If you seek insight into how the Government perceives the public aspect of ‘cybersecurity’, this is the answer


Chi Onwurah (Newcastle upon Tyne Central, Labour)

To ask the Minister for the Cabinet Office what recent assessment his Department has made of the cyber security of mobile devices. 

Chloe Smith (Norwich North, Conservative)

We have considered cyber threats in relation to mobile, smart phones, tablets and other mobile ICT equipment as outlined in our UK Cyber Security Strategy. As part of our response we sponsor Get Safe Online:


which provides practical and easy to understand advice and information on mobile devices and the key threats and what people need to do to avoid them.

Won’t someone please think of something other than the children and the easily-led?

Oh, wait, when you do that you end up with CCDP.


5 Replies to “If you seek insight into how the Government perceives the public aspect of ‘cybersecurity’, this is the answer”

  1. Mmm. It’s been a while since I last looked through “Get Safe Online”, but last time I did, not only was it somewhat painful, but it had sufficient errors (mostly of omission) in it, that it didn’t so much show people how to “get safe”, but how to have “just enough delusion of knowledge, to be averagely dangerous”.

    OK, there’s good reason to have a site which starts from a position of assumed zero knowledge, on the part of the user. Trouble is, it needs to go a whole lot further than it does, it needs to keep current with guidelines on new products and services, and once it’s replete with a decent corpus of information, it needs to be easy to navigate and search.

    There’s also the problem that it appears to be hamstrung by requirements for political correctness, in terms of not being able to reference products by name and saying “don’t use this”. Maybe pointing users in the direction of the CVE lists, with instructions on how (and how often) to search them, would actually be a responsible thing to do – but I’m also pretty sure that education experts would liken this as tantamount to teaching 12 year-olds about general relativity and the fact that we can’t get it to integrate properly with quantum mechanics, rather than teaching them the lie that Newtonian mechanics is accurate in all circumstances (and not mentioning the limit cases of high velocities and high accelerative forces).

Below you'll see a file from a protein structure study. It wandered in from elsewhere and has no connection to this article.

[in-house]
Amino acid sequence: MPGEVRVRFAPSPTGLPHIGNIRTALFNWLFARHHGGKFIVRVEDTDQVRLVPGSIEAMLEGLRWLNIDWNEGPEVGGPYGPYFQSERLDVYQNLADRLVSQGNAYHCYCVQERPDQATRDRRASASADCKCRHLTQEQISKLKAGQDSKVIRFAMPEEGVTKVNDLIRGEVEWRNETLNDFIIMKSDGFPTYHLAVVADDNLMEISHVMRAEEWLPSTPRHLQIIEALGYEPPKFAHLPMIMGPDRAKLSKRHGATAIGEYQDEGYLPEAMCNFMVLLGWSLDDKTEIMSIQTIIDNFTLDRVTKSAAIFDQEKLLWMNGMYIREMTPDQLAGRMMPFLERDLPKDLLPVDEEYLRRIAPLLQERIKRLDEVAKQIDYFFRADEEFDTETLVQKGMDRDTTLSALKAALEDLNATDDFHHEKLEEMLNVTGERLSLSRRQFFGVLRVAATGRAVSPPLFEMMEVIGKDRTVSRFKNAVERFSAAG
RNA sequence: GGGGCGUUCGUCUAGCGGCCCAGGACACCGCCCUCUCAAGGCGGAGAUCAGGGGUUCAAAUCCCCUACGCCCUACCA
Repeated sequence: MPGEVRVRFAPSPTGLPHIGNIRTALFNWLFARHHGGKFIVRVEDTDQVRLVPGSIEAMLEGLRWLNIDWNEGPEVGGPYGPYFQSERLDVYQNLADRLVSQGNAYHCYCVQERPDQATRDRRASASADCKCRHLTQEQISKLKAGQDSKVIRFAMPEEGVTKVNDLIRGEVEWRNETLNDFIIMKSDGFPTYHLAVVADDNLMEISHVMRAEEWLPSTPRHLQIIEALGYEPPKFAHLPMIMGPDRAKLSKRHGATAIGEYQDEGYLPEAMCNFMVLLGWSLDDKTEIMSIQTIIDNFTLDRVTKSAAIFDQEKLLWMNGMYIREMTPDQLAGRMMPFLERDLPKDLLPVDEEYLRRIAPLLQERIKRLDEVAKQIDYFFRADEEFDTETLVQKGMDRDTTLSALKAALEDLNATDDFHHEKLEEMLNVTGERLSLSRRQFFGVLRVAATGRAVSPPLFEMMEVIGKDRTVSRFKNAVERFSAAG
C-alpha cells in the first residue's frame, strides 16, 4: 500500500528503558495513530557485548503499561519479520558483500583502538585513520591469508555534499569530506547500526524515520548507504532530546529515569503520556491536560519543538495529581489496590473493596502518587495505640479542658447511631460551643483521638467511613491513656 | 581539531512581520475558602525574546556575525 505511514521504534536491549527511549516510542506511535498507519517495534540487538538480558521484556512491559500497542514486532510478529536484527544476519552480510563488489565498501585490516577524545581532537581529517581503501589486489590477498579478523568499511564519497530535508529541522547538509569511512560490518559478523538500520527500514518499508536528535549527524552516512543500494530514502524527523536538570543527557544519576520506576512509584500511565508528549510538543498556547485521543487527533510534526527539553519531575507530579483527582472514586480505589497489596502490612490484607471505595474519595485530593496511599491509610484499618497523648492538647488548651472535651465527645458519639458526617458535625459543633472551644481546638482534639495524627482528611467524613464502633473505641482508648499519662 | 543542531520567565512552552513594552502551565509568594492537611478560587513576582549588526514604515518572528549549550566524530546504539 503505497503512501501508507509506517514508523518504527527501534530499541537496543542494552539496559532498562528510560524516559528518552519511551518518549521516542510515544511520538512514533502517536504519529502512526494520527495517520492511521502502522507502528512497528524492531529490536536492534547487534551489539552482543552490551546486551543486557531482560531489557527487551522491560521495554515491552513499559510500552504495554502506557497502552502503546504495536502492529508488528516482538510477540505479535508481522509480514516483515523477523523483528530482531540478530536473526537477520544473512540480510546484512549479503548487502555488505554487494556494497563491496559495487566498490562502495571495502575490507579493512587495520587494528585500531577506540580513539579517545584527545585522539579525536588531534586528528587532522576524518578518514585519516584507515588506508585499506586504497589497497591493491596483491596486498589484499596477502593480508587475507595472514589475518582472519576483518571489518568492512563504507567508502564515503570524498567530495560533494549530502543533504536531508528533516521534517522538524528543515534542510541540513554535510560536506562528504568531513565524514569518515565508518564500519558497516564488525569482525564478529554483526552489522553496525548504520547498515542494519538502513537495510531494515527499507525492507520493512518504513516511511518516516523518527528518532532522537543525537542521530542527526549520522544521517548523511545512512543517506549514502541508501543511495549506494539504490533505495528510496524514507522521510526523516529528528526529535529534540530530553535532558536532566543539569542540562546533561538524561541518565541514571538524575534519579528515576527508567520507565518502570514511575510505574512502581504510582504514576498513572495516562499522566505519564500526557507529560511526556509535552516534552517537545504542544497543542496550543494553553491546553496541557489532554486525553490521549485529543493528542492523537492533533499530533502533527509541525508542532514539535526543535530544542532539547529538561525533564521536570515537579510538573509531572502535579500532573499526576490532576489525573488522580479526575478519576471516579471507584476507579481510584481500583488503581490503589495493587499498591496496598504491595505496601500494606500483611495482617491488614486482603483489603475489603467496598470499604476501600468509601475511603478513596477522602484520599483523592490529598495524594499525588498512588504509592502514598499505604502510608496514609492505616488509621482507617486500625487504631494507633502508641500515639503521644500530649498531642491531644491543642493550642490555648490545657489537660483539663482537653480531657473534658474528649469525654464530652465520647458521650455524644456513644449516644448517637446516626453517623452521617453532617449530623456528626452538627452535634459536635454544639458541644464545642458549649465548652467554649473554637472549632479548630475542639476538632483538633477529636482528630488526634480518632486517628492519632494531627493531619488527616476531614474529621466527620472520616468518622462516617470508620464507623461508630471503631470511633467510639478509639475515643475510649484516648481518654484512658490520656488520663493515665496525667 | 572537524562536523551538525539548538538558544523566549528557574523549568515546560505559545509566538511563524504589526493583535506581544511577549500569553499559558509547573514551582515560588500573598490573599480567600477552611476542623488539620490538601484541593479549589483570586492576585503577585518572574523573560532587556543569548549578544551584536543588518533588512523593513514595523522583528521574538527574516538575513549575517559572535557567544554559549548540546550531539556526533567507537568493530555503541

(I remember an incident from about 1995, when I was working at Acorn; I was building a prototype company website, using NCSA Mosaic on a Sun 4 remote-X’ed back to my R140, and was asked to put a set of requirements and some design elements together, so Acorn could write its own web browser. When my proposal came back from the education experts, about two thirds of the features had red ink through them, with the comment that “this is far too complicated for children to use”. I think I’ve had the last laugh, on this one – and I think it shows that being patronising in this context is actually one of the worst things to do…)

  2. Aha – the Wikipedia page for Get Safe Online includes a list (which, of coourse, may not be accurate or complete) of sponsoring organisations.

    Spot the vested interests, among them.

    Also, re-reading my comment above, there’s the further obvious issue of the threat model. Believing Newtonian mechanics to be accurate, won’t have adverse effects on the lives of most people. Not having suitably comprehensive structured info on security, is more likely to get folks’ systems pwned.

    1. Mmmm…


      The campaign is sponsored by the following companies:
      Serious Organised Crime Agency (SOCA)

      The campaign is supported by the following companies and organisations:
      7Safe Information Security
      UK Online
      National Confederation of Parent Teacher Associations (NCPTA)
      Internet Service Providers Association (ISPA)
      Interactive Media in Retail Group (IMRG)
      Citizens Advice Bureau
      Business Link
      Information Systems Security Association (ISSA)
      International Association of Accountants Innovation & Technology Consultants (IAAITC)

  3. I’ve just had a (brief; it was painful) look at Get Safe Online, again. Interestingly, its advice is not only technically inaccurate, but there is at least one area where it advises doing something likely to break the law.

    I will raise questions about getting it fixed (and offer my advice on subject areas).

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